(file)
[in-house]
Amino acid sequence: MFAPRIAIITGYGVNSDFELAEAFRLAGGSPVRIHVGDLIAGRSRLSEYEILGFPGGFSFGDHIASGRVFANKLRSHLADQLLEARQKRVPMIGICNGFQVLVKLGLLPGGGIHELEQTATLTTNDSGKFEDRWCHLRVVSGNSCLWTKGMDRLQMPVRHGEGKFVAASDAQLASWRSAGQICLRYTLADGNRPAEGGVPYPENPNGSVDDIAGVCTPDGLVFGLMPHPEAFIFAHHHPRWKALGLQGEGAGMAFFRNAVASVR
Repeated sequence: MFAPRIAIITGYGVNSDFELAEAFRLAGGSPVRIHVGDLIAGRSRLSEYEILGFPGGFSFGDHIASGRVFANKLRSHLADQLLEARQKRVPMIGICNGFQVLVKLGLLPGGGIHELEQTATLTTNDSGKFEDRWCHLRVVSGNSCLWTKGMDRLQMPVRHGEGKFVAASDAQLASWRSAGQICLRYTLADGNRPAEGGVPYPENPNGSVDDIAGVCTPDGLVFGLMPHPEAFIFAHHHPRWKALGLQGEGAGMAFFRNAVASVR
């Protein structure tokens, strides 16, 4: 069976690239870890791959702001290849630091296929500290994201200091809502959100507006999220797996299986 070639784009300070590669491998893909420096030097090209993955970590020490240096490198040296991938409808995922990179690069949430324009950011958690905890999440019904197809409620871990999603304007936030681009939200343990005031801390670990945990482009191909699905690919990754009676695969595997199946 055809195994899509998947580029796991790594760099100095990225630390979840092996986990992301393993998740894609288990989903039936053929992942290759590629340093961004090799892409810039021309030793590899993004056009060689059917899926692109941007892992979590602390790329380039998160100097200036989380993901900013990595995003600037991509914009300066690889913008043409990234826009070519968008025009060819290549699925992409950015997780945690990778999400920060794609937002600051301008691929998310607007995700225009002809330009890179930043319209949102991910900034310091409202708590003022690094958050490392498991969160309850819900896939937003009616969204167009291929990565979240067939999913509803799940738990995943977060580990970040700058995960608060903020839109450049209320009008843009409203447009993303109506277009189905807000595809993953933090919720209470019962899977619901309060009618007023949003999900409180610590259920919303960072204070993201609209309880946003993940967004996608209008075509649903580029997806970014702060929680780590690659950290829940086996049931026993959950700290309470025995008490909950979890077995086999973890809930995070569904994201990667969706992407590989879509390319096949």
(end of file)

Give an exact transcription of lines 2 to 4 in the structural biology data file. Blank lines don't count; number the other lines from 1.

Amino acid sequence: MFAPRIAIITGYGVNSDFELAEAFRLAGGSPVRIHVGDLIAGRSRLSEYEILGFPGGFSFGDHIASGRVFANKLRSHLADQLLEARQKRVPMIGICNGFQVLVKLGLLPGGGIHELEQTATLTTNDSGKFEDRWCHLRVVSGNSCLWTKGMDRLQMPVRHGEGKFVAASDAQLASWRSAGQICLRYTLADGNRPAEGGVPYPENPNGSVDDIAGVCTPDGLVFGLMPHPEAFIFAHHHPRWKALGLQGEGAGMAFFRNAVASVR
Repeated sequence: MFAPRIAIITGYGVNSDFELAEAFRLAGGSPVRIHVGDLIAGRSRLSEYEILGFPGGFSFGDHIASGRVFANKLRSHLADQLLEARQKRVPMIGICNGFQVLVKLGLLPGGGIHELEQTATLTTNDSGKFEDRWCHLRVVSGNSCLWTKGMDRLQMPVRHGEGKFVAASDAQLASWRSAGQICLRYTLADGNRPAEGGVPYPENPNGSVDDIAGVCTPDGLVFGLMPHPEAFIFAHHHPRWKALGLQGEGAGMAFFRNAVASVR
């Protein structure tokens, strides 16, 4: 069976690239870890791959702001290849630091296929500290994201200091809502959100507006999220797996299986 070639784009300070590669491998893909420096030097090209993955970590020490240096490198040296991938409808995922990179690069949430324009950011958690905890999440019904197809409620871990999603304007936030681009939200343990005031801390670990945990482009191909699905690919990754009676695969595997199946 055809195994899509998947580029796991790594760099100095990225630390979840092996986990992301393993998740894609288990989903039936053929992942290759590629340093961004090799892409810039021309030793590899993004056009060689059917899926692109941007892992979590602390790329380039998160100097200036989380993901900013990595995003600037991509914009300066690889913008043409990234826009070519968008025009060819290549699925992409950015997780945690990778999400920060794609937002600051301008691929998310607007995700225009002809330009890179930043319209949102991910900034310091409202708590003022690094958050490392498991969160309850819900896939937003009616969204167009291929990565979240067939999913509803799940738990995943977060580990970040700058995960608060903020839109450049209320009008843009409203447009993303109506277009189905807000595809993953933090919720209470019962899977619901309060009618007023949003999900409180610590259920919303960072204070993201609209309880946003993940967004996608209008075509649903580029997806970014702060929680780590690659950290829940086996049931026993959950700290309470025995008490909950979890077995086999973890809930995070569904994201990667969706992407590989879509390319096949």